By Faraz Honarvar, University of Toronto


Haemophilus influenzae type b (Hib) disease is a dangerous communicable disease that has the potential to propagate many life-threatening illnesses such as meningitis and pneumonia, mainly amongst children 3 months to 3 years of age. The disease has been a significant threat to infants in Indonesia for many years, but with new vaccination programs being implemented and significant collaboration between organizations such as the Indonesian government, UNICEF, The GAVI and the WHO, promising results have been achieved. This paper focuses on challenges Indonesia – as the fourth largest populated country in the world – has had in attempting to mitigate the effects of Hib and also provides an in depth explanation of the newly implemented plans to provide vaccines for all infants in the country.

“Roughly one in ten children will suffer from neurological impairment after cerebral malaria, be it epilepsy, learning disability, changes in behaviour, loss of coordination or impairments to speech. As well as being discomforting physically, these problems can also lead to stigmatisation in the community and can reduce individuals’ capacity for work, imposing an additional economic burden.”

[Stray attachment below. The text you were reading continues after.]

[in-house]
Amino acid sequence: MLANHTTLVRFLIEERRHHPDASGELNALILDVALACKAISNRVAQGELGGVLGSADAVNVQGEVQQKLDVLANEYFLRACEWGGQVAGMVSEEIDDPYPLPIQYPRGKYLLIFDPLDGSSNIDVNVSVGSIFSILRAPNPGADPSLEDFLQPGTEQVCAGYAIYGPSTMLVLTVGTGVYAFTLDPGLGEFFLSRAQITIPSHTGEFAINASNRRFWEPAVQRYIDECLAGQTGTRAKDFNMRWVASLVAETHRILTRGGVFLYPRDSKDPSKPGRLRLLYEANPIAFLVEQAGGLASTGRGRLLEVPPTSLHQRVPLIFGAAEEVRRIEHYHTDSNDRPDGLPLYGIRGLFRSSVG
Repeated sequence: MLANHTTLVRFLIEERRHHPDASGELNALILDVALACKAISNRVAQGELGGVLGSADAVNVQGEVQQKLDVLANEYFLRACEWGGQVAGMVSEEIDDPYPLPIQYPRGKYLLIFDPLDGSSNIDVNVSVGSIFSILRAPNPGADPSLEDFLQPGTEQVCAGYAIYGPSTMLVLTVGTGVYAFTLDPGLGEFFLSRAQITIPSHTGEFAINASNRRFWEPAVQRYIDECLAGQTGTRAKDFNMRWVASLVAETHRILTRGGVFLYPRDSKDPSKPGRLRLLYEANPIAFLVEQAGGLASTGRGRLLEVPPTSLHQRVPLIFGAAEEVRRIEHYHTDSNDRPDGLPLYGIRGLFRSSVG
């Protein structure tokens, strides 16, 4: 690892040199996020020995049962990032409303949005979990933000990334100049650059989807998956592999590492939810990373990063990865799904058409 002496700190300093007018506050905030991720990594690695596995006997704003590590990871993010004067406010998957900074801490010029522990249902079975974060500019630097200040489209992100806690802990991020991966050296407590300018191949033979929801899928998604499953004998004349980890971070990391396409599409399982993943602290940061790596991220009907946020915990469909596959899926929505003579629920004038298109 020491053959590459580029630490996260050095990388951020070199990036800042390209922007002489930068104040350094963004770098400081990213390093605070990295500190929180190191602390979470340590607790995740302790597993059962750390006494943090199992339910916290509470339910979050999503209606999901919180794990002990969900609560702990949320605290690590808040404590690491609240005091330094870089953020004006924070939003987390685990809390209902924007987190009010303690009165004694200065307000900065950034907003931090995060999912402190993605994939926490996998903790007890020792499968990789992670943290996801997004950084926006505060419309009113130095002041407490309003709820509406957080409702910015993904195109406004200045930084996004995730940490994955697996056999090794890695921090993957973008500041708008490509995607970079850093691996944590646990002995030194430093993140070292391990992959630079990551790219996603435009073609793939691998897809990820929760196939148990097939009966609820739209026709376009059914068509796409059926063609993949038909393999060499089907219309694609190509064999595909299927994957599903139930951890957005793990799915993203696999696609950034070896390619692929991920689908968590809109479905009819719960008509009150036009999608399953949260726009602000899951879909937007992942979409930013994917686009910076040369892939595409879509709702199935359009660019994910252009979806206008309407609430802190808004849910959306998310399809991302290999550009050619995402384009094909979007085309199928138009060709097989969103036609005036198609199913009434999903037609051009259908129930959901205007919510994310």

by Lena Elisabeth Faust, University of Toronto
"Golden Rice grains" © International Rice Research Institute (IRRI)
“Golden Rice grains” © International Rice Research Institute (IRRI)


Vitamin A deficiency is a condition primarily affecting young children and pregnant or breastfeeding mothers in South Asia and Sub-Saharan Africa, who do not have regular access to Vitamin A-rich foods.1Vitamin A deficiency is the cause of over 5.2 million cases of blindness in children around the world.2 Furthermore, this deficiency has even more severe immunological effects, which can lead to increased mortality rates among affected individuals. It is estimated that Vitamin A deficiency causes up to 2.5 million deaths per year. A promising development in the field of genetic engineering hopes to provide a sustainable solution to the problem in the form of biosynthetic, Vitamin A-rich rice, but its commercial implementation remains a challenge.